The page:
The Unbiased Eye

A scientist's commentary on events and culture

Archive for the ‘Tea Party’ Category

Get the Government Off Our Backs!

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Let’s Get Rid of All these Complicated Regulations and Let Businesses Create Jobs

Laissez-faire capitalism is a wonderful thing. Given a little bit of luck, a man can make a fortune, and create millions of jobs. That’s a good idea, isn’t it?

To get there all we have to do is vote for a president and a congress, and governors who have the resolve to get the government off our backs.

You, who once had a terrific factory job, a house with a yard, two cars, air conditioners, television and a vacation house, what happened to your middle class life? Didn’t that job go South, or overseas, or fully automated? Do you know why that job left?

The government bureaucrats took that away from you, and now all you have to do is get the bureaucrats off the backs of our job creators. Take back your freedom!

This makes sense, eh? Then spend a few minutes looking at these pictures from the golden age of capitalism, before the bureaucrats came around and imposed onerous regulations on businesses and prevented job creation.

Children in a coal mine

This is a photo taken 100 years ago by Lewis W. Hine, a social reformer who fought with his lens. There is a collection of his work at the Library of Congress, an arm of the government that has many thousands of images and documents about our nation’s past. This one shows the conditions in which children worked in the Ewen Breaker facility of the Pennsylvania Coal Company, South Pittston, Pa.]

These are boys of grade school and junior high school age in a coal mine in Pennsylvania one-hundred years ago. That was so long ago that the big government bureaucrats hadn’t yet imposed child-labor laws on the job creators, who were businessmen, corporate giants who obeyed only the laws of economics as they understood them. I was struck by the somewhat older kid with the club who made sure the boys were doing their jobs. See this and others in the archive at the Library of Congress here.

The job creators said these children were happy to get the work and help their families. Perhaps their fathers were injured and couldn’t work. There was no disability insurance. That’s a government regulation that had to be imposed on these factory owners. There was no health insurance. That became the norm after long, hard battles fought by labor unions. But the job creators felt unions were even more immoral than government and they decimated the unions.

Now, virtually all the remaining unionized workers are employed by the government directly, like teachers, cops, firemen. Does it make sense to turn your resentment over lost jobs against government workers?

Along the same line, there was no social security. That was a government imposition of businesses, one brought about by Franklin Roosevelt, a very wealthy man from an impeccable family, who was considered to be a traitor to his class by many of his peers.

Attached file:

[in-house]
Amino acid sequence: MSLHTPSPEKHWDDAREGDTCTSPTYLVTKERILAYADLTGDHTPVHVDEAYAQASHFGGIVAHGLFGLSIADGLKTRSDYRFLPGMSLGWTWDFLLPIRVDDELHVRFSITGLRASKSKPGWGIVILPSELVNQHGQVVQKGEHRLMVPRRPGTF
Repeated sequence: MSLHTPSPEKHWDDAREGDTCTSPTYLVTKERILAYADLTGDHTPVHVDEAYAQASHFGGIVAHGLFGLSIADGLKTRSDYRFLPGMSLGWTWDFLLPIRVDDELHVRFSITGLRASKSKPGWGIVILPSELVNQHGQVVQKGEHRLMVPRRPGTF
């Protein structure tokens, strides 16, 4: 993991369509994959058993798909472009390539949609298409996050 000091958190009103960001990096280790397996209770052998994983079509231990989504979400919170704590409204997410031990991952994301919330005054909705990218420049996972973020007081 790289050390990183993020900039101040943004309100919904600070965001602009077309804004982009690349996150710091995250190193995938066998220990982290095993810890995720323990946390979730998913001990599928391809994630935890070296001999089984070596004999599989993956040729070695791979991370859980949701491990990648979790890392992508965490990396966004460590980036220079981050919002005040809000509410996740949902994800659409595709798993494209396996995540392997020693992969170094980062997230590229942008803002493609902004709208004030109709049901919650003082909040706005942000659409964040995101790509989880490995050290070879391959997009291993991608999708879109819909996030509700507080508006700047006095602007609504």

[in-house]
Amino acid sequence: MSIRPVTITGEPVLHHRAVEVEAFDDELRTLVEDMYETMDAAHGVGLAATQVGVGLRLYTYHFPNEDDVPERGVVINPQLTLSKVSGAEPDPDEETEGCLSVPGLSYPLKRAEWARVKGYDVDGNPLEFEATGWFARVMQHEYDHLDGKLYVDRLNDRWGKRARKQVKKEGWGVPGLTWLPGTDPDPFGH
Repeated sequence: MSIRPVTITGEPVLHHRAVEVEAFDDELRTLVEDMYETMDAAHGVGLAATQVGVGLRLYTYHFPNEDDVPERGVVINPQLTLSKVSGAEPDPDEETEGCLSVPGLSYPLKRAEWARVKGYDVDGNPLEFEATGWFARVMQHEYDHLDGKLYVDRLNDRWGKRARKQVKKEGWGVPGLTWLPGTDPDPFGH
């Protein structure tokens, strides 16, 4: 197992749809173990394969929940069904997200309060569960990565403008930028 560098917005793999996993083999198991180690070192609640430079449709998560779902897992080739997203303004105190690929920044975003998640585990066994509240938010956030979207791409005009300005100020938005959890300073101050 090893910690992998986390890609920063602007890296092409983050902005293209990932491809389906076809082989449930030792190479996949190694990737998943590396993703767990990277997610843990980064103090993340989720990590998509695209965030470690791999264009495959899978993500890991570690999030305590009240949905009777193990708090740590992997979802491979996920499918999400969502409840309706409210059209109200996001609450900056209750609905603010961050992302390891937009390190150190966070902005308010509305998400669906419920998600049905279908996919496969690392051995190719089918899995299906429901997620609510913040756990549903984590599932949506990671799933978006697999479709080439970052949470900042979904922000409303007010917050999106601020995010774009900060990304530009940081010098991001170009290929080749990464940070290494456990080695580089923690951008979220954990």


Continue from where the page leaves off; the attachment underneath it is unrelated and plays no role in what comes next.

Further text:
But these boys in the picture, and millions of boys and girls in all kinds factories, mills, mines were free. They could work if they wanted to. Or, … the trouble is that there was no alternative.

If you take a look at the rest of this blog, this entry may seem unusual. The truth is that I hate politics. I worked in newspapers for about 25 years and I was fed up with politics.

I remember the first election I covered. It was in some little town in New Jersey and the guy who just won the mayor’s race was being driven away from his victory annoucement at his headquarters. With a drink in his hand, he stuck his head out of the car and shouted one more quote for my story. “This shows the people want law and order,” he said. It was stupid, since there was no crime in his town. It was just a slogan during the Nixon years and I suppose he liked the sound of it.

I left the news business before the 2000 election, and since then, the country has taken a sharp turn to the right. When Bush won, more than likely by stealing the Florida election, I was surprised but not alarmed. Since the 2010 election and the rise of the tea party mystique, I’ve become alarmed.

I resumed reading the news more seriously in the past year, and started writing these blog entries. I think I became overwhelmed, and stopped writing. But such despair is unattractive. In fact, it’s totally wrong. This photo shook me up a bit.

I read a bit of the transcript of the debate on Tuesday (Oct. 16) and heard Romney’s claim about his job creation prowess. He doesn’t explain anything in the debate, but he alludes to his five-point program. I found that on the web and read it, and it doesn’t explain anything. However, hot air is not unusual for politicians. You can read it for yourself here

Romney does refer to his business successes, but before you buy that line, read David Stockman’s piece in Newsweek about what Romney means by success. Stockman was Ronald Reagan’s budget director, and has been challenging the new right wing lately. He details what Romney and Bain Capital were doing here.

More frightening is Romney’s running mate, Paul Ryan, who’s been the poster boy for destroying the federal government, and Romney’s billionaire backers. Follow the money and see what they contributors for each candidate are up to. You can be sure they want something for their tens of millions of dollars. I think they want the world depicted in those photos by Lewis Hine.

Written by theunbiasedeye

October 19, 2012 at 4:23 pm

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